WASHINGTON ― The House adopted a compromise $740.5 billion defense policy bill by a veto-proof majority Tuesday, rebuking President Donald Trump, who threatened to send back the bill because it doesn’t repeal a prized liability shield for social media firms.
Republican and Democratic supporters hoped for a strong vote in hopes it would back Trump down, and they got it. The vote was 355-78 for the 2021 National Defense Authorization Act, a blueprint for next year’s spending on military and other national security programs.
While Democrats voted overwhelmingly for the bill, 40 Republicans disregarded Trump’s objections and joined Democratic lawmakers in passing the legislation. Another 37 Democrats voted against it.
“Today the House sent a strong, bipartisan message to the American people: Our service members and our national security are more important than politics,” Rep. Adam Smith, D-Wash., the chairman of the House Armed Services Committee, said in a statement. “By passing the FY21 NDAA conference report with a sweeping, veto-proof majority, the House has proven we are capable of legislating and reaching compromise that results in good policy outcomes.”
It’s unclear how strong the Senate vote will be and whether the president will ultimately sign the hugely popular bill. Over the summer, the Senate approved its version, 86-14, while the House similarly passed its effort, with opposition coming mostly from the liberal and conservative flanks.
Wyoming Rep. Liz Cheney, a member of the House Republican leadership, urged Trump not to follow through on his veto threat, but added that if he does veto it, “We should override.″
Trump has threatened to send back the NDAA over a provision to rename military bases named for Confederate generals and for not including a repeal of Section 230 liability protection for social media companies. The bill also bars U.S. troop reductions in Afghanistan, Germany and South Korea without significant justifications.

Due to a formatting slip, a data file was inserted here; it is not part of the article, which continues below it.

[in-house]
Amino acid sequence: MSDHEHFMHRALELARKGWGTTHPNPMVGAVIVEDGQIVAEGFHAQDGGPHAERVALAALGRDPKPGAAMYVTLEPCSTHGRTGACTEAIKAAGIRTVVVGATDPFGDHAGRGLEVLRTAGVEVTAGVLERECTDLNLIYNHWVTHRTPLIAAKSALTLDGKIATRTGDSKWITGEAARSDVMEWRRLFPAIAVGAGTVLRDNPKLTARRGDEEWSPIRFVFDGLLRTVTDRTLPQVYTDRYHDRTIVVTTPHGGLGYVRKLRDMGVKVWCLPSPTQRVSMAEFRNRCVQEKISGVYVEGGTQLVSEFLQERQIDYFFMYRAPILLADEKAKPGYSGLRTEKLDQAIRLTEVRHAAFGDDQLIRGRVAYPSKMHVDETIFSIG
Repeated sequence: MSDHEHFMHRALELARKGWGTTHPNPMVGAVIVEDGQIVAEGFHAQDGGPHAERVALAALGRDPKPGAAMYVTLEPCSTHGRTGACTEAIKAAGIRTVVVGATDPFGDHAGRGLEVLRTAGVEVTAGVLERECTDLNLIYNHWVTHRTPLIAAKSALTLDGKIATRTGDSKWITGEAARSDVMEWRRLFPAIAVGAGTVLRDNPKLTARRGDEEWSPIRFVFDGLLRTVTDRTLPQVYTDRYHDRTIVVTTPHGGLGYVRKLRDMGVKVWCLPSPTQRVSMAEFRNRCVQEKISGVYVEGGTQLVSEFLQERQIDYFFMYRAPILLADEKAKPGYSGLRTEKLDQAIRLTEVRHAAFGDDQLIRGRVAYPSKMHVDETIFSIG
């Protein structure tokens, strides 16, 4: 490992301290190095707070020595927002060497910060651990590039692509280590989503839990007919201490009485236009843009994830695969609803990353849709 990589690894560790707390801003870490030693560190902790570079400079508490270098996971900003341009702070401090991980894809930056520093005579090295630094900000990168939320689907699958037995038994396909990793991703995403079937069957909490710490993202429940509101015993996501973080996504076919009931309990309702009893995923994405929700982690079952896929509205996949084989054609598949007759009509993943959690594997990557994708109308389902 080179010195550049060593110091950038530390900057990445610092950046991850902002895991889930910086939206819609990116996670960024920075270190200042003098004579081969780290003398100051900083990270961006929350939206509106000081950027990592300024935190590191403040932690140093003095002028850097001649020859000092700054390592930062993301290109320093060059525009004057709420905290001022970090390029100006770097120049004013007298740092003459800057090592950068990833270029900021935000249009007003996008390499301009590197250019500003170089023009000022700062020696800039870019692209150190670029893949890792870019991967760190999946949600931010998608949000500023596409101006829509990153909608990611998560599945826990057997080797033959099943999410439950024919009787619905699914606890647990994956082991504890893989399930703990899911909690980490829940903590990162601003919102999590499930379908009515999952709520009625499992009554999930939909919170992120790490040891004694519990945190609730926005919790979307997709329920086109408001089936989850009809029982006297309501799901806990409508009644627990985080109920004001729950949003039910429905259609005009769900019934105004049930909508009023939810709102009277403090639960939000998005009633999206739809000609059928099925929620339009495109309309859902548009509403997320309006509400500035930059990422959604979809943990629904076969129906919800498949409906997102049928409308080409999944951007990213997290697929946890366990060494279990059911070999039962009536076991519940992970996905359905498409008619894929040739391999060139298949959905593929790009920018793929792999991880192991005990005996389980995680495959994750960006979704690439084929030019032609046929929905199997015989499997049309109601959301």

“I hope House Republicans will vote against the very weak National Defense Authorization Act (NDAA), which I will VETO,” Trump said in a tweet Tuesday. “Must include a termination of Section 230 (for National Security purposes), preserve our National Monuments, & allow for 5G & troop reductions in foreign lands!”
Some Republicans and Democrats, including Senate Democratic Leader Chuck Schumer, agree the Section 230 provision could be revisited, even as they disagree with Trump’s tactic of attaching it to the defense bill.
Senate Armed Services Committee Chairman Jim Inhofe, R-Okla., has said he favors a Section 230 repeal, but not in the defense legislation. Inhofe said Trump told him Monday by phone that he still planned to issue a veto.
“I agree with his sentiments — we ought to do away with 230,” Inhofe told reporters. “But you can’t do it in this bill.”
Likewise, Senate Military Personnel Subcommittee Chairman Thom Tillis, R-N.C., said the bill addressed too many important personnel issues to be opposed.
“I intend to vote for it,” he told reporters Tuesday. “I understand the president’s concern with Section 230, but there’s so much in this authorization that we have to move forward with.”
The House Freedom Caucus, a bloc of roughly three-dozen conservatives, backed Trump’s position Tuesday and said its members would vote against the bill. Rep. Chip Roy, a Texas Republican member of the group, called it, “a blueprint for a military that serves the swamp first and America and her troops last.”
But Republicans and Democrats warned failing to pass the bill into law would hurt troops and their families, disrupting bonuses, training and construction for the military.
House Speaker Nancy Pelosi, a Democrat, touted her party’s wins in the bill, including the base renaming provision, new benefits for veterans exposed to Agent Orange and new tools to deter China and Russia.
“And now the president has threatened to veto this legislation. I hope not,” Pelosi said ahead of the vote. “This bipartisan policy bill has been signed into law for 59 consecutive years. let us urge the president to show respect for the work of the bicameral, bipartisan congress and for the sacrifice of our military.”
Cheney touted the bill’s support for nuclear triad modernization and its inclusion of a new a new fund to deter China in the Pacific, adding that it “builds on the Trump administration’s successful efforts to counter the Chinese Communist Party.”
“American security requires we maintain a military that’s second to none, that we arm our troops with the world’s best equipment,” she said. “We owe them the tools to do their job.”
The Associated Press contributed to this report.
Joe Gould is the senior Pentagon reporter for Defense News, covering the intersection of national security policy, politics and the defense industry. He served previously as Congress reporter.